Ambigamy

Insights for the deeply romantic and deeply skeptical

What Makes Humanity Tick...Like a Time Bomb

And what we all can do to stop it from going off

You may have noticed this pattern:  Folks go through a mid-life crisis and suddenly they’ve seen the light, the big picture solution.  They get cancer and suddenly they know once and for all what really matters. Folks fall victim to some market crash or other calamity and suddenly they claim they can distinguish with a broad brush between worthy and unworthy, right and wrong, good and bad. They go to prison and suddenly they become fanatically religious. They foresee the onslaught of uncontrollable change, and suddenly they’re authorities on how to solve all our problems.  

In other words in crisis, folks get religion, or spirituality, or they get philosophical and discover the meaning of life, or they get political and suddenly know what would cure all our problems, or at least who’s to blame for all of our problems. One way or another they end up with a new creed, dogmatically committed to The One True Answer.

You may have also noticed this other pattern:  When the going gets tough, or at least when we get scared, we tend very strongly to cling tight to our comfort zones. We don’t become irrational; we just narrow our rational focus to immediate concerns, getting through the next week, looking out for number one.  We can’t afford to think about the big picture since our immediate world is in turmoil. We get tunnel vision and short sighted. Like that mad rush on supplies when the weather bureau predicts  a hurricane.  Every man for himself.  In a crisis, people can get downright greedy. 

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As our world enters ever deeper into a period of uncertainty we see both tendencies. We get both more creedy and more greedy, more urgently idealistic, and more urgently eager to get and hoard whatever we need today.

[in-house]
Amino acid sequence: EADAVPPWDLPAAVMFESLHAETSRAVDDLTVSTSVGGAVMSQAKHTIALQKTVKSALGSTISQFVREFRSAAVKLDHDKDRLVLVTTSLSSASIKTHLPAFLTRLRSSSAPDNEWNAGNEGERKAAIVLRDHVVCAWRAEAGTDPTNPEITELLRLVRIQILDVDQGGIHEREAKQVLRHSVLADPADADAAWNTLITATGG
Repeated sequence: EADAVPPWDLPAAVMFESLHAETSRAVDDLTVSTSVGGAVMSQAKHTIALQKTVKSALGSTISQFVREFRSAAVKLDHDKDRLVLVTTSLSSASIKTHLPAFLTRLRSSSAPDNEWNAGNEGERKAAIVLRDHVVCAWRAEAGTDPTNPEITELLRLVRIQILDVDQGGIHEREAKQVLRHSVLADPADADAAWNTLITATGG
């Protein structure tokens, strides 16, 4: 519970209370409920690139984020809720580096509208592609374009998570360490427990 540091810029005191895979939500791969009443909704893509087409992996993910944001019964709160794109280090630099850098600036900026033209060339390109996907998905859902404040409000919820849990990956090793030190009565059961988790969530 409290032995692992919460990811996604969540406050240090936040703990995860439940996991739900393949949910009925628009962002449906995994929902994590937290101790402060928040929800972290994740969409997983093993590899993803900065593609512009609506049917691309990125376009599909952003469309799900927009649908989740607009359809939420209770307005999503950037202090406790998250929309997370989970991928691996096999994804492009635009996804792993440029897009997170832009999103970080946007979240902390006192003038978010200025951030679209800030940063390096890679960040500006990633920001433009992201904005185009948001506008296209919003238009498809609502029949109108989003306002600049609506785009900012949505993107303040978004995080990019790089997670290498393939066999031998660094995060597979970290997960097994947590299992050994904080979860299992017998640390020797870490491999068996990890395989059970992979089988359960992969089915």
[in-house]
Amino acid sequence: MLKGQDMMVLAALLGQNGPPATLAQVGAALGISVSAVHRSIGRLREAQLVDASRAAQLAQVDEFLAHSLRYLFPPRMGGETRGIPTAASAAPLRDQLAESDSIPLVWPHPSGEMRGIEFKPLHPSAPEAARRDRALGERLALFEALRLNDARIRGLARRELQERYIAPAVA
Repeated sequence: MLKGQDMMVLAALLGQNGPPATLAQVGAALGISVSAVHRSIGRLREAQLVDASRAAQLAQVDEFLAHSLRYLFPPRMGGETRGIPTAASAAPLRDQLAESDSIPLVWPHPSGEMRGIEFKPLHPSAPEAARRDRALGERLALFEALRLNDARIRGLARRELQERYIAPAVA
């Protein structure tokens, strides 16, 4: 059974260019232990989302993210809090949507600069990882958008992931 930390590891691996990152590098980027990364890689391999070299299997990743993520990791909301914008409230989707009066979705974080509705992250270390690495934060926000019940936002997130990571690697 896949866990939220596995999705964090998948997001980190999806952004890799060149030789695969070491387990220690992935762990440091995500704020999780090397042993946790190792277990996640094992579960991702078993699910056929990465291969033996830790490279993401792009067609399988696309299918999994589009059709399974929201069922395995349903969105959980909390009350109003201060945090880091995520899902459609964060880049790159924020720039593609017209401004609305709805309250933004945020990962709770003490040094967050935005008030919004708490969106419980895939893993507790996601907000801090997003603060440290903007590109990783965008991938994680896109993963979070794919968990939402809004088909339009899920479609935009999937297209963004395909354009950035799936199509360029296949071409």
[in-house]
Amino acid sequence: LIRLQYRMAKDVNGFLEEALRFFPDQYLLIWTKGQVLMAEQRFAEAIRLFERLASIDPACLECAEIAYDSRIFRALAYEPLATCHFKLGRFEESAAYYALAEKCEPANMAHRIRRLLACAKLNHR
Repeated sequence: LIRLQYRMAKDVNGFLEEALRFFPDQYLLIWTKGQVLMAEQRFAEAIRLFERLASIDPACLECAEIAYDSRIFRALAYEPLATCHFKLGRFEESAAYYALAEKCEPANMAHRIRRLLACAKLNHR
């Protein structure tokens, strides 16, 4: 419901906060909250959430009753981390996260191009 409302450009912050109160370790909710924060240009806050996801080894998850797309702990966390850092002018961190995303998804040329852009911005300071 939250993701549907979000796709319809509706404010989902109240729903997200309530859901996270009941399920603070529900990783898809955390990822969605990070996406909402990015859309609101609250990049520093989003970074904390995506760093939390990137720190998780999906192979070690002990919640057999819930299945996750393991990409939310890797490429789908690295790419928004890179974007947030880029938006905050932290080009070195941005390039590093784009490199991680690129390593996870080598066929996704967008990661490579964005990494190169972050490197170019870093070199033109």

This may seem odd. How can crises make us both more big-picture certain, and little-picture urgent at the same time?

The answer is simple if you remember that what’s most threatened in a crisis is certainty itself.  No matter what particular scarcity you face--a loss of food, shelter, water, health, friends, love, money, prospects--the one scarcity all scarcities have in common is a scarcity of confidence.

Uncertainty isn’t anyone’s comfort zone.  Our comfort zones are, by definition, the places where we experience the greatest certainty, the sense that we’ve made good decisions and will continue to make them.  In our comfort zones we trust our intuitions. In a crisis, our intuitions aren’t working. We’re disoriented and we make a mad rush toward the comfort zone of confidence, often through ideology.

Nothing instills confidence like a sweeping ideology.  Embracing one, we may think we’re paying attention to the big picture but really the ideology’s payoff is to the little picture.  Ideology restores certainty, which is exactly what we lack in a crisis.  Since we’re all somewhat dubophobic (doubt-fearing) we all have the potential to become dogmaphilic (dogma seeking).

This may seem a small point. I mean so what if people get enthusiastic when they go through tough times? Humor them. Throw the dog a bone.  If you were going through what they’re going through, you’d hope people would tolerate your enthusiastically sweeping confidence too.